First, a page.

But he said that most people in Transnistria were integrated into Moldova and Europe.

"Therefore, for Transnistria, active involvement in the conflict in Ukraine will practically mean total isolation and destruction of the enclave," Podoliak noted.

Podoliak suggested that through the incidents this week in Transnistria, Russia was trying to provoke Ukraine.

Roman Kostenko, a member of the Ukrainian parliament from Odesa, said Transnistria did not pose a strategic threat to Ukraine.

"It could be a tactical threat, in some direction, in order to bind our troops," the official said.

Kostenko said the Russians were counting on Transnistria as "another front that could directly support them when they attack, for example, Mykolayiv, Odesa from the sea, because Mykolayiv blocks the land corridor."

Ukrainian defenses around the city of Mykolaiv have prevented Russian forces from reaching Odesa overland. 

The far southwest corner of Ukraine is now cut off from the rest of the country after a road and rail bridge over the estuary of the river Dniester was struck by a second cruise missile Wednesday after first being hit Tuesday. Russia has not said it carried out the missile strike.

Ukraine's Southern Military Command claimed that Russian submarines continued to threaten missile strikes from the Black Sea. "Enemy forces are also preparing provocations with missile strikes on Transnistria to accuse Ukraine of attacking the unrecognized republic," it said.

2:55 p.m. ET, April 27, 2022

Russian military strike causes "significant" damage at hospital in Ukraine’s Severodonetsk, video shows 

From CNN's Paul P. Murphy and Josh Pennington

Damage is seen inside a hospital in Severodonetsk, Ukraine, in this screengrab from a video released by the Luhansk regional administration.
Damage is seen inside a hospital in Severodonetsk, Ukraine, in this screengrab from a video released by the Luhansk regional administration. (Luhansk Regional Administration)

A Russian military strike caused "significant" damage to a regional hospital in the eastern Ukrainian city of Severodonetsk, video released by the Luhansk regional administration shows. 

CNN has geolocated and verified the authenticity of the video. 

The video begins with scenes of blown out windows in a hospital stairwell. As the individual taking the video climbs the stairs, more debris and damage are seen, including a door blown off its hinges.   

Once out of the stairwell a tangle of metal, drywall and debris is seen outside of a hospital room. In one room the windows have been blown out; the room next to it is missing an entire wall — there is a large hole in the building. 

Down a hallway, more debris strewn around hospitals beds is seen. 

Serhiy Hayday, the head of the Luhansk regional military administration, said that a woman was killed in the military strike. CNN could not independently verify the fatality.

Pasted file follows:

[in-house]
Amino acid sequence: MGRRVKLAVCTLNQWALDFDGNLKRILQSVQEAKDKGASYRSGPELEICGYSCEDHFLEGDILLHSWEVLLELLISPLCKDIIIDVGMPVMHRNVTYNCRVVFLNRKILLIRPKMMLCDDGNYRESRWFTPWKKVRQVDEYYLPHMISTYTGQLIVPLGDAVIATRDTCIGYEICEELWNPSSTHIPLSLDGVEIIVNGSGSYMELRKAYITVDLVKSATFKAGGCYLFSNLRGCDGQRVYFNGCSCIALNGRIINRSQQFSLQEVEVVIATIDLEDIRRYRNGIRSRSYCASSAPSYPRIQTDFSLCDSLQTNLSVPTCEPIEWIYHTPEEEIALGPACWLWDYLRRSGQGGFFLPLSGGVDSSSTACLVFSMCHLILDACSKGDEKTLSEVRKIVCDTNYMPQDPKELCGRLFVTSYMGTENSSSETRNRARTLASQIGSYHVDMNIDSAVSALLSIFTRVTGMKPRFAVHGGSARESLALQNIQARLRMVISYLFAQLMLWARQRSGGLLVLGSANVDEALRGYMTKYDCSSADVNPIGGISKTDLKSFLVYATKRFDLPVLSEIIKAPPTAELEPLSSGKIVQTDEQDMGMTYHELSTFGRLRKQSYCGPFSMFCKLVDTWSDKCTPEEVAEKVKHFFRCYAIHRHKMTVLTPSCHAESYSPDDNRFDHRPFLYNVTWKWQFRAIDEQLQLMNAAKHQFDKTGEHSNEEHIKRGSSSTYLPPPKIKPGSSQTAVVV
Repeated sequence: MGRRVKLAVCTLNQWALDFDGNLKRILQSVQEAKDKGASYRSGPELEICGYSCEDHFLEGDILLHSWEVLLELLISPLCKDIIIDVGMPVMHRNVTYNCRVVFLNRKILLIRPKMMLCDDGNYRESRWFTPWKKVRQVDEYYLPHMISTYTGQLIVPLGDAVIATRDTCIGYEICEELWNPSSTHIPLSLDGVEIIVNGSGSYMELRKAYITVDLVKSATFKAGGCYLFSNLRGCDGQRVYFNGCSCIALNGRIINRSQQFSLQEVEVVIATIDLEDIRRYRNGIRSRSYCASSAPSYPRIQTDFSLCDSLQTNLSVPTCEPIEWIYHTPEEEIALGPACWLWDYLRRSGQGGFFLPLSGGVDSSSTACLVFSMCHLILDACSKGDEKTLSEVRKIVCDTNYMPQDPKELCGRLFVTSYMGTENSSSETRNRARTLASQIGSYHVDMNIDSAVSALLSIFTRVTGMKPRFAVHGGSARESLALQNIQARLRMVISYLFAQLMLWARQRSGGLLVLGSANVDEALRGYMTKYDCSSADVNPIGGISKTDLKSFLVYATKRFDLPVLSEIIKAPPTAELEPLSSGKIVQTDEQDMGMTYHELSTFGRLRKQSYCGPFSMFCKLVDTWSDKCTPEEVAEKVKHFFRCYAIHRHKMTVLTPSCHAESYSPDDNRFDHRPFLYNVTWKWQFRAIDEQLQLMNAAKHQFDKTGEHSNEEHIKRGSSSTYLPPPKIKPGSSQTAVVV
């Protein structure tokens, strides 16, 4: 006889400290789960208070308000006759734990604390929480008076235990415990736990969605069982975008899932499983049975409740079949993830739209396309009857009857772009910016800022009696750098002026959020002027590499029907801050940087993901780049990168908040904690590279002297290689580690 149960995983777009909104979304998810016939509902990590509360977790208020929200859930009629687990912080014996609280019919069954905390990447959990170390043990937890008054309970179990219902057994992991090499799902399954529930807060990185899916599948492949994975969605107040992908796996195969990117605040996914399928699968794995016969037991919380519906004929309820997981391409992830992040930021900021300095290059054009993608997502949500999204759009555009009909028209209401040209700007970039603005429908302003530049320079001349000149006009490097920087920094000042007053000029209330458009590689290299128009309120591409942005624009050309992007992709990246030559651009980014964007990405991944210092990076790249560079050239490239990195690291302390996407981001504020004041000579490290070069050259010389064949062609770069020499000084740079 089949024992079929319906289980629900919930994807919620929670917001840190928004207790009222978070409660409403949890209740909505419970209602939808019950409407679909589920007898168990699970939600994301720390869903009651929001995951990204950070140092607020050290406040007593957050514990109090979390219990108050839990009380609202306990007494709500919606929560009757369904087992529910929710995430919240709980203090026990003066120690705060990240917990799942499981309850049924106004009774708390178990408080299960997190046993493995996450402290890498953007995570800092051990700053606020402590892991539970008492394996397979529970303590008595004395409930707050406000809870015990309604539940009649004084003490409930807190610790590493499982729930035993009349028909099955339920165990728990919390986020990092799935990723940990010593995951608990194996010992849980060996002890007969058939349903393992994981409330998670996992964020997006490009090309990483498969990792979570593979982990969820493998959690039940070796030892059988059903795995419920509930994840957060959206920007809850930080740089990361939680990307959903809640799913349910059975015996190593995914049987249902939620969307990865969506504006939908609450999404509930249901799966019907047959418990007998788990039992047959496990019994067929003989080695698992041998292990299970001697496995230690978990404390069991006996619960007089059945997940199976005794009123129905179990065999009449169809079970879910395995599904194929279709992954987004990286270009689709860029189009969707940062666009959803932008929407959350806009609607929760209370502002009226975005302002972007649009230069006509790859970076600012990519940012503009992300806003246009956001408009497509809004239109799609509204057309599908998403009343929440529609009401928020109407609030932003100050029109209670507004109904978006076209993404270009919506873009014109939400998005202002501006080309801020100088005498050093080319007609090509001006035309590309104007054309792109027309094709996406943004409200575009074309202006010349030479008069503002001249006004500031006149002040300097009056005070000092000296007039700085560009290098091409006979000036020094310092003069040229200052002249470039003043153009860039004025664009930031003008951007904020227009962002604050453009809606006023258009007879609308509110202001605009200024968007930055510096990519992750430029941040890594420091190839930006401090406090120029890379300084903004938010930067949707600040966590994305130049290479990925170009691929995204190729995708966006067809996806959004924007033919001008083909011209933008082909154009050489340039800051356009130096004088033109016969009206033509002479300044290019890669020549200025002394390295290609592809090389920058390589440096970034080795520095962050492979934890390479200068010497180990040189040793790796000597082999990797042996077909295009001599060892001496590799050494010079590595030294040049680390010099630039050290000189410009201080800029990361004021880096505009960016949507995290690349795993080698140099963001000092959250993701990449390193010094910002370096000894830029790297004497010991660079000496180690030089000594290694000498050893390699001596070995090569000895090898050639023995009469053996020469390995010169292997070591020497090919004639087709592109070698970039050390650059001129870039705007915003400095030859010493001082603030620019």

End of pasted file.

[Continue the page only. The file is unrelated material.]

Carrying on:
Damage is seen inside a hospital in Severodonetsk, Ukraine, in this screengrab from a video released by the Luhansk regional administration.
Damage is seen inside a hospital in Severodonetsk, Ukraine, in this screengrab from a video released by the Luhansk regional administration. (Luhansk Regional Administration)

"The Russians knew that the hospital was not vacant, and that there were patients with different conditions being treated by doctors," Hayday said. "Even that didn't stop them. In fact, the Orcs wanted to kill off the wounded and those who trying to help these locals survive, their doctors." 

Ukrainians frequently refer to Russian soldiers with the pejorative, "orcs," likening them to the antagonist army of J.R.R. Tolkien's fantasy "Lord of the Rings."

Hayday said that there are only two functioning hospitals left in the Luhansk oblast: this one in Severodonetsk and another in the nearby city of Lysychansk. 

He added that the regional hospital in Severodonetsk is continuing to operate, despite there being "significant" damage and several floors being damaged. 

  

2:37 p.m. ET, April 27, 2022

UN World Tourism Organization suspends Russia’s membership

From CNN's Uliana Pavlova

A tourist boat sails on the Moskva river in Moscow, Russia on February 15.
A tourist boat sails on the Moskva river in Moscow, Russia on February 15. (Andrey Rudakov/Bloomberg/Getty Images)

The UN World Tourism Organization (UNWTO) suspended Russia’s membership on Wednesday in an extraordinary session. 

The Russian government announced its withdrawal a few hours before the meeting.

"UNWTO Members voted to suspend Russia. Meeting for a first extraordinary UNWTO General Assembly, Members debated the suspension of Russia from the Organization. Russia declined to step up and defend its position and announced its withdrawal from UNWTO, " UNWTO announced in its tweet

Ukrainian Minister of Foreign Affairs, Dmytro Kuleba also wrote in his tweet, “Russia has been suspended from @UNWTO at its General Assembly’s first extraordinary session.”

“Grateful to all members who backed this move. The only travel direction for Russian war criminals should be The Hague. Russia’s isolation will deepen with each day of its war on Ukraine,” Kuleba added.

The Russian Foreign Ministry has confirmed Russia’s exit from the UN World Tourism Organization in a statement published Wednesday.

“The Russian side does not consider it expedient to continue working in the UNWTO, whose leadership condones the politicization of its activities and openly supports discrimination against our country. In this regard, the Russian Federation has decided to withdraw from the World Tourism Organization," the statement said.

View UNWTO's tweet: